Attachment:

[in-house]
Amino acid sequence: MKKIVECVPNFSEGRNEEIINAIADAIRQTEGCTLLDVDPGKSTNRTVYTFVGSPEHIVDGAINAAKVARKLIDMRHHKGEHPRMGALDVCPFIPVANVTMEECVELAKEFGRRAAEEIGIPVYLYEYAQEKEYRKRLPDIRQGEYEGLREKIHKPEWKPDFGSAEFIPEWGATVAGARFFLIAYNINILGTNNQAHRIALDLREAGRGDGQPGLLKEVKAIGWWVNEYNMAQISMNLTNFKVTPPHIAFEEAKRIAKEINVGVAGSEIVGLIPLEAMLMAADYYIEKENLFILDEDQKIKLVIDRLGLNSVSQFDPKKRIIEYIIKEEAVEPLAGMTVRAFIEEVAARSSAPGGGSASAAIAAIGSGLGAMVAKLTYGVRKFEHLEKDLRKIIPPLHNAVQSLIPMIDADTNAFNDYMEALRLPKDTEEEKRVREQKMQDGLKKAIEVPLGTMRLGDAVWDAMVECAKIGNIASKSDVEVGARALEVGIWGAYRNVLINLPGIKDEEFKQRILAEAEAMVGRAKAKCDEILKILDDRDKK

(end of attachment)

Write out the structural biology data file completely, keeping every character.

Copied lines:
[in-house]
Amino acid sequence: MKKIVECVPNFSEGRNEEIINAIADAIRQTEGCTLLDVDPGKSTNRTVYTFVGSPEHIVDGAINAAKVARKLIDMRHHKGEHPRMGALDVCPFIPVANVTMEECVELAKEFGRRAAEEIGIPVYLYEYAQEKEYRKRLPDIRQGEYEGLREKIHKPEWKPDFGSAEFIPEWGATVAGARFFLIAYNINILGTNNQAHRIALDLREAGRGDGQPGLLKEVKAIGWWVNEYNMAQISMNLTNFKVTPPHIAFEEAKRIAKEINVGVAGSEIVGLIPLEAMLMAADYYIEKENLFILDEDQKIKLVIDRLGLNSVSQFDPKKRIIEYIIKEEAVEPLAGMTVRAFIEEVAARSSAPGGGSASAAIAAIGSGLGAMVAKLTYGVRKFEHLEKDLRKIIPPLHNAVQSLIPMIDADTNAFNDYMEALRLPKDTEEEKRVREQKMQDGLKKAIEVPLGTMRLGDAVWDAMVECAKIGNIASKSDVEVGARALEVGIWGAYRNVLINLPGIKDEEFKQRILAEAEAMVGRAKAKCDEILKILDDRDKK